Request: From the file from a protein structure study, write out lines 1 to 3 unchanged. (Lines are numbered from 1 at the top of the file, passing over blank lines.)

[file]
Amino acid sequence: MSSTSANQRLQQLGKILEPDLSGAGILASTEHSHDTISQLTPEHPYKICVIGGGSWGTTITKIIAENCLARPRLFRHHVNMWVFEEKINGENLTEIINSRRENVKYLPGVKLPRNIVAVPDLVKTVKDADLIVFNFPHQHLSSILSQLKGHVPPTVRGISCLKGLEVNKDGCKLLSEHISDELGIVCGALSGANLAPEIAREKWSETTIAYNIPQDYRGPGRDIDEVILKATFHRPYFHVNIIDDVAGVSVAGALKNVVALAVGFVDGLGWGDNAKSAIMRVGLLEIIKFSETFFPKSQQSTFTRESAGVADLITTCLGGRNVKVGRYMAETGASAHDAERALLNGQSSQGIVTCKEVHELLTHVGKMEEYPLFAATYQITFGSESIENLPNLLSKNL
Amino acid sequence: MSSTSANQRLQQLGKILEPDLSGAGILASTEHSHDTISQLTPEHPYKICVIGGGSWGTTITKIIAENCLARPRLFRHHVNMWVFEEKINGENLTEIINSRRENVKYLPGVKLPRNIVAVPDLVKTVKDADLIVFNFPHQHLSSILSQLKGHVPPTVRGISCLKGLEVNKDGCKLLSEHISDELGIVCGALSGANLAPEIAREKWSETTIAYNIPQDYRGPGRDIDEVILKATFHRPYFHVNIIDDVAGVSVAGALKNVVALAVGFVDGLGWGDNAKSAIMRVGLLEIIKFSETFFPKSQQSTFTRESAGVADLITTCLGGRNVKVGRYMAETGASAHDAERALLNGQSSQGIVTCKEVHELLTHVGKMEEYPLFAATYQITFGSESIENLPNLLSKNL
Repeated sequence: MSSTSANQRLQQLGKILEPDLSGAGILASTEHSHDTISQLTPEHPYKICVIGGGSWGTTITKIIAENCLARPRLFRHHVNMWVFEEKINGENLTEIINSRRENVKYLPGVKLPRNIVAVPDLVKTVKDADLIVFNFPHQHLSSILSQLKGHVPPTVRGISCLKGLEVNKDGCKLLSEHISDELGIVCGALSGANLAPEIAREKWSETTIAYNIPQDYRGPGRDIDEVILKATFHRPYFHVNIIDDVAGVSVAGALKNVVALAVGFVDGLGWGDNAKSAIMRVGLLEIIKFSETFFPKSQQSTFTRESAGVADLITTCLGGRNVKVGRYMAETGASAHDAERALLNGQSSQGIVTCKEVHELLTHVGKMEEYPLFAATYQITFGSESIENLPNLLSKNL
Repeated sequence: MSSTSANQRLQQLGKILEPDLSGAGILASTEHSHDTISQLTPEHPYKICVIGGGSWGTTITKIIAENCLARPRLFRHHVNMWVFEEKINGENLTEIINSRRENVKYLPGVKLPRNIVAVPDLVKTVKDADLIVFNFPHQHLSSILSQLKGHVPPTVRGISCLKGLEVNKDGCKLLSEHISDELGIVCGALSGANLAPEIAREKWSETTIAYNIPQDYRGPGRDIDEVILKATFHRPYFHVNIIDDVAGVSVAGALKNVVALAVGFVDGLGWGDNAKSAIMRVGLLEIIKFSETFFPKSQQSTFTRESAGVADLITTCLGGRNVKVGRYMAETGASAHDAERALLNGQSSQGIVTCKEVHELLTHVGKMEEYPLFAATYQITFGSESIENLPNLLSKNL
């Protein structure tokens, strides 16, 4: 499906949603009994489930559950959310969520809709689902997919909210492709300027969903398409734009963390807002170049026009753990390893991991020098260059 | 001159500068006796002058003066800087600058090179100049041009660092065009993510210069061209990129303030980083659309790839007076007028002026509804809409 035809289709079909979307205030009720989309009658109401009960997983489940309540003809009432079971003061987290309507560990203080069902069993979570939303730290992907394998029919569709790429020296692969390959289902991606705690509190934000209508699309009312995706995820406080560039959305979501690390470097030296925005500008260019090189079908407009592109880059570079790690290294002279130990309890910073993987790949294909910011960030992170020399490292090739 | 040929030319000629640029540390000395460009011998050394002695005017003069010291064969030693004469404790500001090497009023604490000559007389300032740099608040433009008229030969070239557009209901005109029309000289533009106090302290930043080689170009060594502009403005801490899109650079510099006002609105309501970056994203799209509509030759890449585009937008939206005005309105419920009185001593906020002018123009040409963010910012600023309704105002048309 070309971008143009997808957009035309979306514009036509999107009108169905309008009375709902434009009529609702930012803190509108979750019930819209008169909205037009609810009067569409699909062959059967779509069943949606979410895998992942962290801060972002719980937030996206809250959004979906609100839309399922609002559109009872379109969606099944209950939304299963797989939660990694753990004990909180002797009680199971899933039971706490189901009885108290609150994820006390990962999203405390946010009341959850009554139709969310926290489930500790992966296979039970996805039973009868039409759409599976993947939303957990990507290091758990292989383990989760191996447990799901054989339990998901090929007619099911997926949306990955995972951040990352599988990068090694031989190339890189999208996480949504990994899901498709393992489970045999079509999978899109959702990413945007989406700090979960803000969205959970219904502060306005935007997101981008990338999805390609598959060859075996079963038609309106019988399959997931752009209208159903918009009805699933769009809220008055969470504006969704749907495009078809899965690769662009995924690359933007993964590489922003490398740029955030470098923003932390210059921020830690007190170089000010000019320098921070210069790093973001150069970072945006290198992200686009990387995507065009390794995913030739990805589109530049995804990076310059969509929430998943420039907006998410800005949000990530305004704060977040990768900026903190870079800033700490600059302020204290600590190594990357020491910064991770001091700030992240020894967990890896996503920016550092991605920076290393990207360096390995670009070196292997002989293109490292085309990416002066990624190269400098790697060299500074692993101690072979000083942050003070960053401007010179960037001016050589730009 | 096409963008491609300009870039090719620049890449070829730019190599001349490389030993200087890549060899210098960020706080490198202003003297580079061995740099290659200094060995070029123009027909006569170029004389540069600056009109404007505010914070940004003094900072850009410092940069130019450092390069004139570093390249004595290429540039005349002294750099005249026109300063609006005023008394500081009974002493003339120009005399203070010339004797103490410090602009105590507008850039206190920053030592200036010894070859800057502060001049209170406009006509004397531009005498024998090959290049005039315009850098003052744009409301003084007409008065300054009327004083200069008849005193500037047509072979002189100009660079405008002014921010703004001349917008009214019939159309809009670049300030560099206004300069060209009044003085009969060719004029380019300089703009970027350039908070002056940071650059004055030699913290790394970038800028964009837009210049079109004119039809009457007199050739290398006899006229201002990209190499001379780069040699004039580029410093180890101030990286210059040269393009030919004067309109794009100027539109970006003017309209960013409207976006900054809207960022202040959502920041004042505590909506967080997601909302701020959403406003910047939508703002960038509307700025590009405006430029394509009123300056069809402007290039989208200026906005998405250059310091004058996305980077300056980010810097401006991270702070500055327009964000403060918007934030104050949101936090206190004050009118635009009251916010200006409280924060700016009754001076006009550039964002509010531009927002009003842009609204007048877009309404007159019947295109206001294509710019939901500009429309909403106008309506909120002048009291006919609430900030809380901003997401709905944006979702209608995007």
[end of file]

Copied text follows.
Amino acid sequence: MSSTSANQRLQQLGKILEPDLSGAGILASTEHSHDTISQLTPEHPYKICVIGGGSWGTTITKIIAENCLARPRLFRHHVNMWVFEEKINGENLTEIINSRRENVKYLPGVKLPRNIVAVPDLVKTVKDADLIVFNFPHQHLSSILSQLKGHVPPTVRGISCLKGLEVNKDGCKLLSEHISDELGIVCGALSGANLAPEIAREKWSETTIAYNIPQDYRGPGRDIDEVILKATFHRPYFHVNIIDDVAGVSVAGALKNVVALAVGFVDGLGWGDNAKSAIMRVGLLEIIKFSETFFPKSQQSTFTRESAGVADLITTCLGGRNVKVGRYMAETGASAHDAERALLNGQSSQGIVTCKEVHELLTHVGKMEEYPLFAATYQITFGSESIENLPNLLSKNL
Amino acid sequence: MSSTSANQRLQQLGKILEPDLSGAGILASTEHSHDTISQLTPEHPYKICVIGGGSWGTTITKIIAENCLARPRLFRHHVNMWVFEEKINGENLTEIINSRRENVKYLPGVKLPRNIVAVPDLVKTVKDADLIVFNFPHQHLSSILSQLKGHVPPTVRGISCLKGLEVNKDGCKLLSEHISDELGIVCGALSGANLAPEIAREKWSETTIAYNIPQDYRGPGRDIDEVILKATFHRPYFHVNIIDDVAGVSVAGALKNVVALAVGFVDGLGWGDNAKSAIMRVGLLEIIKFSETFFPKSQQSTFTRESAGVADLITTCLGGRNVKVGRYMAETGASAHDAERALLNGQSSQGIVTCKEVHELLTHVGKMEEYPLFAATYQITFGSESIENLPNLLSKNL
Repeated sequence: MSSTSANQRLQQLGKILEPDLSGAGILASTEHSHDTISQLTPEHPYKICVIGGGSWGTTITKIIAENCLARPRLFRHHVNMWVFEEKINGENLTEIINSRRENVKYLPGVKLPRNIVAVPDLVKTVKDADLIVFNFPHQHLSSILSQLKGHVPPTVRGISCLKGLEVNKDGCKLLSEHISDELGIVCGALSGANLAPEIAREKWSETTIAYNIPQDYRGPGRDIDEVILKATFHRPYFHVNIIDDVAGVSVAGALKNVVALAVGFVDGLGWGDNAKSAIMRVGLLEIIKFSETFFPKSQQSTFTRESAGVADLITTCLGGRNVKVGRYMAETGASAHDAERALLNGQSSQGIVTCKEVHELLTHVGKMEEYPLFAATYQITFGSESIENLPNLLSKNL